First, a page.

I Asked for Wonder

Imagination, wonder, amazement. Attitudes that add zest to our lives — and train us in spiritual sight and insight.

How can we cultivate an attitude of wonder? In this 25-minute video, Kabbalah: Wisdom Hidden in Plain Sight, I offer a few first steps.

This talk was presented at Unity of Vancouver, March 19, 2017.

  1. After going through so many episodes of depression, I have to admit I never lost my sense of wonder. Which is what I call a blessing. Depression was and will probably be, the curses. If one is necessary for the other to exist, then I caccept both remembering that “This too will pass!”.

    I had this wonderful experience when I was about 15 years old during a biology class, where the teacher was explaining the physiology of the internal ear.

    I saw the perfection and at the same time the fragility of this small part of the human body. I realized that behind this was a plan written in two cells that can’t be seen with the naked eye. I understood that just a tiny little mishap can make everything go wrong. Then I had this comforting certitude “It is impossible NOT to believe in G-d”.

    And this certitude became such a balm for my tortured soul.

    1. Michele, what a beautiful message! Perhaps one gift of depression is that, as your mood changes, you see the world as if through different eyes at different times.
      Regarding your insight into the intricacy of the body’s design, I was just reading a book about religious experience that describes the author’s similar experience of seeing an order where previously there had seemed to be none. Thanks so much for commenting!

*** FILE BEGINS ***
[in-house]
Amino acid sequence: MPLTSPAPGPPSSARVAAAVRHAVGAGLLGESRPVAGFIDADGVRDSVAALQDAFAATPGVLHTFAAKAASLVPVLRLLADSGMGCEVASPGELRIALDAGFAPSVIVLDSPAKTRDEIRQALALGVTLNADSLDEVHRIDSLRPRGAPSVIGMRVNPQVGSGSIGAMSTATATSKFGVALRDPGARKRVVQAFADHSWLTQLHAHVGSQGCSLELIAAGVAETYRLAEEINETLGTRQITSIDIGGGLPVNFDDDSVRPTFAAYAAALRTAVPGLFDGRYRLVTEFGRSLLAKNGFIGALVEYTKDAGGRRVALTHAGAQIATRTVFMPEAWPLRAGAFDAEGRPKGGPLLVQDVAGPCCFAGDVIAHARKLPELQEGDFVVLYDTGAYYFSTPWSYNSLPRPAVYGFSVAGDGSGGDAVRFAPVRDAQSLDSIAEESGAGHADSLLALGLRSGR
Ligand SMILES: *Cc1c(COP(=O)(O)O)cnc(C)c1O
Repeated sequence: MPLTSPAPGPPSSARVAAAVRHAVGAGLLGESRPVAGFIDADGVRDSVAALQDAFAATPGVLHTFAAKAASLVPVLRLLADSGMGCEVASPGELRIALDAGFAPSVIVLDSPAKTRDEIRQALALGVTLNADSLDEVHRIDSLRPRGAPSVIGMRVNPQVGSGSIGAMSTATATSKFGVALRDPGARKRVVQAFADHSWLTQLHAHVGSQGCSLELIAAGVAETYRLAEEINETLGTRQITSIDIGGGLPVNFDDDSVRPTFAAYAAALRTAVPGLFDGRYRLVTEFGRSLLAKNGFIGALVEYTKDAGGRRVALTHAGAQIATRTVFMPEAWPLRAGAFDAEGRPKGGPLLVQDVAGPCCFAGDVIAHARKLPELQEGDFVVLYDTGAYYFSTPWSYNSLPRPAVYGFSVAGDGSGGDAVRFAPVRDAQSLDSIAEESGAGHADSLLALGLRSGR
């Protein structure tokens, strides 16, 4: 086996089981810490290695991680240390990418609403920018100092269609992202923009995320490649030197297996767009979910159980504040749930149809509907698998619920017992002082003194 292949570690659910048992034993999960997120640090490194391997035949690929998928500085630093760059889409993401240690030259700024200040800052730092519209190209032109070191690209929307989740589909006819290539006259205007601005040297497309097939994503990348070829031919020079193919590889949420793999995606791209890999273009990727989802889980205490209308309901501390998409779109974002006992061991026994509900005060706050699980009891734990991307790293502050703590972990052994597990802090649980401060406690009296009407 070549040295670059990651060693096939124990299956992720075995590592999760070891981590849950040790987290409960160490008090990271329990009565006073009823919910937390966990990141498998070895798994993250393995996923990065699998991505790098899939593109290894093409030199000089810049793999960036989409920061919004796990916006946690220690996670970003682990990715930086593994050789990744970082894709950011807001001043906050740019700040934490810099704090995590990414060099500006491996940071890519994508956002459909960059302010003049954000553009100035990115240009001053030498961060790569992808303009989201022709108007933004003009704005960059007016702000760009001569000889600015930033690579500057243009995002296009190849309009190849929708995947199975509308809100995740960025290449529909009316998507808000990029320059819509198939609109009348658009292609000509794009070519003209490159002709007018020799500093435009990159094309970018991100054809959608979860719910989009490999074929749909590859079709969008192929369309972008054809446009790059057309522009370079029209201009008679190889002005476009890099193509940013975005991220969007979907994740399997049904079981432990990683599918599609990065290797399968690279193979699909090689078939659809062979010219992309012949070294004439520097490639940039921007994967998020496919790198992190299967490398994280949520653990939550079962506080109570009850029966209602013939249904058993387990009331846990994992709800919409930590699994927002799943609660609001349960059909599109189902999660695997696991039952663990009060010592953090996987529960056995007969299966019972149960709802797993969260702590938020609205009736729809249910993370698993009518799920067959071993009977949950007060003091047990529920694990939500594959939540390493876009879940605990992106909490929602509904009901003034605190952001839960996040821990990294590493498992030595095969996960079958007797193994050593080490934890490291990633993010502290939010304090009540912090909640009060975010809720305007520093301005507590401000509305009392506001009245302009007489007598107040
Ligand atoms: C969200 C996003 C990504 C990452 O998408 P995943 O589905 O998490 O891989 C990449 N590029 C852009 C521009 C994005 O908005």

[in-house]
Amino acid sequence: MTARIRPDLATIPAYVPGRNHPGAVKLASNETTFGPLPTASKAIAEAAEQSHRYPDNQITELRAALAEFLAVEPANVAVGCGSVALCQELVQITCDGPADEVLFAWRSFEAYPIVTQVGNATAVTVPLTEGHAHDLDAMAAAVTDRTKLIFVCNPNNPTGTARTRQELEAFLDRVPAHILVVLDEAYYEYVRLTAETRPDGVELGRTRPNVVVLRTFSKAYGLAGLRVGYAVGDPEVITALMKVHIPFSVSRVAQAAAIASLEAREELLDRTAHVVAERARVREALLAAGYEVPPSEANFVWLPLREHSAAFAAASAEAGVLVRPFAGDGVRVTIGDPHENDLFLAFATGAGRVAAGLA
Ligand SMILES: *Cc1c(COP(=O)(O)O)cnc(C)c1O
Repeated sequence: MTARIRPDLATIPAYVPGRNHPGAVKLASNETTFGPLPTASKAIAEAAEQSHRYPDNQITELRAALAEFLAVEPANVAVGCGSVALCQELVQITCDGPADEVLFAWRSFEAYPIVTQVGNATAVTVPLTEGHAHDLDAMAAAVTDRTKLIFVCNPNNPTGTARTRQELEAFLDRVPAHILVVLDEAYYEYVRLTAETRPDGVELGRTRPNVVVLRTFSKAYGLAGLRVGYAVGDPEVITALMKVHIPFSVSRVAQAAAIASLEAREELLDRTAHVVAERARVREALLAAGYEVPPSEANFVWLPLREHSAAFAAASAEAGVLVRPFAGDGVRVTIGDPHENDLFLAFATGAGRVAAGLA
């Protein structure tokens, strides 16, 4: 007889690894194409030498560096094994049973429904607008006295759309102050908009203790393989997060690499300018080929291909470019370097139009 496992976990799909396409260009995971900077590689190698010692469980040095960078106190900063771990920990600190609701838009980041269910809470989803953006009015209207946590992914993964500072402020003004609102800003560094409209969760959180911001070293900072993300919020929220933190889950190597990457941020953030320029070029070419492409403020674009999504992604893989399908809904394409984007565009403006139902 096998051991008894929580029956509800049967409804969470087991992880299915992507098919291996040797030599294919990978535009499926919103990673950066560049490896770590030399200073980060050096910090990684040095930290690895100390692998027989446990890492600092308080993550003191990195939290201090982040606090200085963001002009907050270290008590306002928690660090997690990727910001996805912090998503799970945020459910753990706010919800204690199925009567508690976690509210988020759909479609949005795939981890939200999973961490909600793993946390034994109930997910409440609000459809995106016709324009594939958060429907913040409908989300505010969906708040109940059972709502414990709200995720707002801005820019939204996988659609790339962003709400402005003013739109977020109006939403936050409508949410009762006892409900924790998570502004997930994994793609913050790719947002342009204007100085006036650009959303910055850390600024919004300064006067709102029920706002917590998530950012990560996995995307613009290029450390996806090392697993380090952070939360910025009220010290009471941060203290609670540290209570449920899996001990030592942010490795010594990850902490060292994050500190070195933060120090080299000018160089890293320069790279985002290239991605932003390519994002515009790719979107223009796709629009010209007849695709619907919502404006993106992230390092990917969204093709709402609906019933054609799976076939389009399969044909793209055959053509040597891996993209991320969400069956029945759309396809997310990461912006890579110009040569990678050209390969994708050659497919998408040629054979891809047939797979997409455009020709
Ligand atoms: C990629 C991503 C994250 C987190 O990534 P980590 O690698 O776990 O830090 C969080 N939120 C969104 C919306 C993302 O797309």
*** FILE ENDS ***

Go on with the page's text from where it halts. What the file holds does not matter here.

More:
2. That was a wonderful talk, Rabbi. It is the clearest explanation of the four kinds of meaning in Torah that I have encountered. As well, you reminded me of Heschel’s radical amazement, a reminder that I needed. As I revise my Hagada this year, I will be thinking in terms of that ladder and its gifts. Thank you.

    1. Thank you for these lovely comments. Perhaps you can let me know what is sparked in your thoughts over the coming weeks as I, too, prepare for Pesach!

  3. Laura, I love your stories of how we can see existence in a vivid and more spectacular and magical way. It seems to be the lens through which you see the world is multi coloured and multi layered and allows you to bring such a rich perception to others. Radical amazement can be challenged by stress and anxiety and worry about the world. You’ve inspired me today not to take that road but instead to grab my camera, go to the forest and say hello to some bugs, birds, springs and trees. Bless you!

    1. Thanks, Lorraine, for the lovely comment! I hope the world inspires some beautiful photos.

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